Kyle MacDonald is an experienced psychotherapist and regular co-host on the NewstalkZB mental health awareness show The Nutters Club.

Kyle MacDonald: How to stop overthinking things

Saying "you think too much" is never a helpful thing to tell someone who is depressed, it's largely true. Image / NZ Herald
Saying "you think too much" is never a helpful thing to tell someone who is depressed, it's largely true. Image / NZ Herald

How can you handle the amount of internal dialogue that is normally part of the anxiety and depression thinking cycle? Overthinker.

I remember an old saying, that "talking to yourself is the first sign of madness." Personally I find it's the only way to guarantee intelligent conversation. Either way, we may not all do it out loud, but in our own heads we all talk to ourselves.

Therapists have a great way of making up labels that state the obvious: In this case, we call it "self talk". It's that burble of chatter that's going on inside our head whether we're aware of it or not. When I was trained we would talk about the "tape" in your head, but these days we should probably describe it as the "playlist".

So it's human and normal. But what is it that you say to yourself, and how do you say it?

The way we talk to ourselves, kindly or not, defines the quality of the relationship we have with ourselves. At the risk of getting too philosophical, it is us. But for people who suffer from depression and anxiety this dialogue can feel like a runaway train of fear and self hate.

We call this "rumination".

So while saying "you think too much" is never a helpful thing to tell someone who is depressed, it's largely true.

In depressed people the parts of the brain responsible for emotions, "cognition" (or thinking) and rumination specifically, have more connections to each other than normal: emotions trigger repetitive, runaway thinking.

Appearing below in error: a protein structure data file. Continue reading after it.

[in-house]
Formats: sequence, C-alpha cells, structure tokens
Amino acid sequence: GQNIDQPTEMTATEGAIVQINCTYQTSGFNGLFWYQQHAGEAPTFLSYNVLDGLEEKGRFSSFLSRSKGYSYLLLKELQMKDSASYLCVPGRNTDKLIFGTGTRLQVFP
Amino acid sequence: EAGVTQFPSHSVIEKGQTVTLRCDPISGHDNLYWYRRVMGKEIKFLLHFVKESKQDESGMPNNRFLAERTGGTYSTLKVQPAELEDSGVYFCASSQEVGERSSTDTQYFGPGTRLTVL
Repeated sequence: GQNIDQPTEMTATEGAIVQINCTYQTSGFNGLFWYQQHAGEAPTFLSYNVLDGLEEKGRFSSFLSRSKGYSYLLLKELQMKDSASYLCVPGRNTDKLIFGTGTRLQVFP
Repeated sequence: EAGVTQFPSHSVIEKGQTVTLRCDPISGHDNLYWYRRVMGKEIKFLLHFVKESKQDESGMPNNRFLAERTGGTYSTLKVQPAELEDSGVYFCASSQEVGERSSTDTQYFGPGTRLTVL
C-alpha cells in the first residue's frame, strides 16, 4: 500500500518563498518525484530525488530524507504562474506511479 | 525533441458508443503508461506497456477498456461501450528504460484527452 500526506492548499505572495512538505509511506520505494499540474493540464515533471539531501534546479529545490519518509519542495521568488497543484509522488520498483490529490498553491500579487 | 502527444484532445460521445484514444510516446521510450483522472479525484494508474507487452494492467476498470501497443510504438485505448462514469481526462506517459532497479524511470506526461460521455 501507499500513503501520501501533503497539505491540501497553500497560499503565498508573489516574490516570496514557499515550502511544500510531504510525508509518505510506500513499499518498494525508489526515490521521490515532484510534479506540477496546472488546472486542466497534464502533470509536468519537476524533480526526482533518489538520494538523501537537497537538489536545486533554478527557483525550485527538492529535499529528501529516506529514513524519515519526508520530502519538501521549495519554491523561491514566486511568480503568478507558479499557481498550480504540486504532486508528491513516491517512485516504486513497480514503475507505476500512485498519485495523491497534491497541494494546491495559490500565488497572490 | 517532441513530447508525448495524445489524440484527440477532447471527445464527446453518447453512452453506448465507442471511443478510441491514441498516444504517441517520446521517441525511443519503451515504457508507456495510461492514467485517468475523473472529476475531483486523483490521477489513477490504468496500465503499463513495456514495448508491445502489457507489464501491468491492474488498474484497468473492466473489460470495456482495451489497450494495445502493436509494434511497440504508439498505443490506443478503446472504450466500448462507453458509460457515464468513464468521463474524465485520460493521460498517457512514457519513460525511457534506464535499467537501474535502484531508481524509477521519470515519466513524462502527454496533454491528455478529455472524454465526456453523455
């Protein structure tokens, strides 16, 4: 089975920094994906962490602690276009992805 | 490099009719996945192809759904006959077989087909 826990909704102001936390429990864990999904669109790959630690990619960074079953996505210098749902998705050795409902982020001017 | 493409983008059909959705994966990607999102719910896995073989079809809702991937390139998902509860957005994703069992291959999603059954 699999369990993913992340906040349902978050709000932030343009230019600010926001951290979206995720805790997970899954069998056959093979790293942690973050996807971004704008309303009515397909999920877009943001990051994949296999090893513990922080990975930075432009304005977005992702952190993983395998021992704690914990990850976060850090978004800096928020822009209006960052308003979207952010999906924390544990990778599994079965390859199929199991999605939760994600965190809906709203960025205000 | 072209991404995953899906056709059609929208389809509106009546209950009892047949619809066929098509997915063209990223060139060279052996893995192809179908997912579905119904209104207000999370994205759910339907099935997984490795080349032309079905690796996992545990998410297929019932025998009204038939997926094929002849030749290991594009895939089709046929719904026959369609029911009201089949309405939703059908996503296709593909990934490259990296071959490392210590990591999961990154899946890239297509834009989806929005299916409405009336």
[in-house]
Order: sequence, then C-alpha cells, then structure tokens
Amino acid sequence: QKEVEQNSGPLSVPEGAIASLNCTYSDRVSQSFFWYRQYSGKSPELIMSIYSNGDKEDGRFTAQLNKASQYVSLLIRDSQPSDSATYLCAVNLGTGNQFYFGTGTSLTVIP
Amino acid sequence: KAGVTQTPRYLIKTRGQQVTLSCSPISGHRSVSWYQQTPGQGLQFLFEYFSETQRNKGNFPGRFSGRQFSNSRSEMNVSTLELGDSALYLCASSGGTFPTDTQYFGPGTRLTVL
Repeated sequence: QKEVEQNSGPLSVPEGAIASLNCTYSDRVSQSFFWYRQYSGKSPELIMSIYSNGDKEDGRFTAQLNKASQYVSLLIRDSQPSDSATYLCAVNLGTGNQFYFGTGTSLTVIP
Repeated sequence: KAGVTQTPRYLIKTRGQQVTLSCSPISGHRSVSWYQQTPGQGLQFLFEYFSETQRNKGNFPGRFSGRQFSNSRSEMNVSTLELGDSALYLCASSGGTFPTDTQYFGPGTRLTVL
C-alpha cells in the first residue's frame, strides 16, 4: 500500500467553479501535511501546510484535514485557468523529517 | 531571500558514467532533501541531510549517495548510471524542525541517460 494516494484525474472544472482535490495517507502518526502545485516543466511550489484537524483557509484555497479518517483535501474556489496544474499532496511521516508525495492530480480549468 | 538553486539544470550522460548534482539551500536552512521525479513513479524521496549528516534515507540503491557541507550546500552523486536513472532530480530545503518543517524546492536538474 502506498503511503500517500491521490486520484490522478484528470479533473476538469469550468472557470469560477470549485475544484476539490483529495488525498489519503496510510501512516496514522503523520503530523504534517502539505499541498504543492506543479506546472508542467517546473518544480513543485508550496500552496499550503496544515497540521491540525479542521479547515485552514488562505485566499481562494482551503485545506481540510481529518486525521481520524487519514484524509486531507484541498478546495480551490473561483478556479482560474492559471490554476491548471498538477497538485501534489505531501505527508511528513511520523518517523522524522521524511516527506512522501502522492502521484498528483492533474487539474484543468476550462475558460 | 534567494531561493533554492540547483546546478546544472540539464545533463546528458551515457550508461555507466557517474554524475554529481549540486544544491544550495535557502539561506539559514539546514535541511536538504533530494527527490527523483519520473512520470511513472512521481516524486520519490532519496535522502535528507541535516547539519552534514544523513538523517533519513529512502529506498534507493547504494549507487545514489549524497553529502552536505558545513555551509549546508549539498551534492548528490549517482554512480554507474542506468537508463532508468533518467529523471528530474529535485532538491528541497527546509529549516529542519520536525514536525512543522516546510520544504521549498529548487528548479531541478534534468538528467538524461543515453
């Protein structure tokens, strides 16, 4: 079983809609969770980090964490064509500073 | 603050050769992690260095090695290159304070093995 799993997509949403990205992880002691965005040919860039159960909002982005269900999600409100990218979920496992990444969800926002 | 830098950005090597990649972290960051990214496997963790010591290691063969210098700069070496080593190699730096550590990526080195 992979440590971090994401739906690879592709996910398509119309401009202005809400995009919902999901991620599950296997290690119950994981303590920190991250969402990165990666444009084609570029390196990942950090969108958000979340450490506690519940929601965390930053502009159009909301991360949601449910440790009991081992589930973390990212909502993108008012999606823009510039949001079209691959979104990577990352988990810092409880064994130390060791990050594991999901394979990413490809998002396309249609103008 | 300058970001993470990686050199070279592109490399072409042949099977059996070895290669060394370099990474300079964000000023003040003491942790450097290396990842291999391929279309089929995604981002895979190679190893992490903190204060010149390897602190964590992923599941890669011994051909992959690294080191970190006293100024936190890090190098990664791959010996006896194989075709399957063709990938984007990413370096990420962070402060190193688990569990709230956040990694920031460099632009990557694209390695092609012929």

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Once again, pointing out the obvious, at least to anyone who has experienced depressive rumination.

But here's the really interesting bit. As little as eight weeks of mindfulness meditation, twenty minutes a day, decreases the density of the brains connections between thinking and emotions.

It literally quiets the mind.

When we engage in mindfulness it doesn't magically change what we think about, and it certainly doesn't make everything positive all of a sudden.

It unplugs our thinking from our feelings. Over time, as we get distance between our thoughts and feelings, we can better think about what we feel, describe what our emotions are, and increasingly choose which thoughts and feelings we pay attention.

We get back in control of the train. And we can even change the conversation we have with ourselves, to one that guarantees not so much intelligent conversation, but a kind and supportive one.

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Where to get help:

Lifeline: 0800 543 354 (available 24/7)
Suicide Crisis Helpline: 0508 828 865 (0508 TAUTOKO) (available 24/7)
Living sober
Youth services: (06) 3555 906 (Palmerston North and Levin)
Youthline: 0800 376 633
Kidsline: 0800 543 754 (available 24/7)
Whatsup: 0800 942 8787 (1pm to 11pm)
Depression helpline: 0800 111 757 (available 24/7)
Samaritans: 0800 726 666 (available 24/7)
If it is an emergency and you feel like you or someone else is at risk, call 111.

Follow Kyle on Facebook and check out his website here.

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Kyle MacDonald is an experienced psychotherapist and regular co-host on the NewstalkZB mental health awareness show The Nutters Club.

Kyle MacDonald is in private practice at the Robert Street Clinic in Auckland. For more: psychotherapy.org.nz or his Social Anxiety resource site: overcomingsocialanxiety.com.

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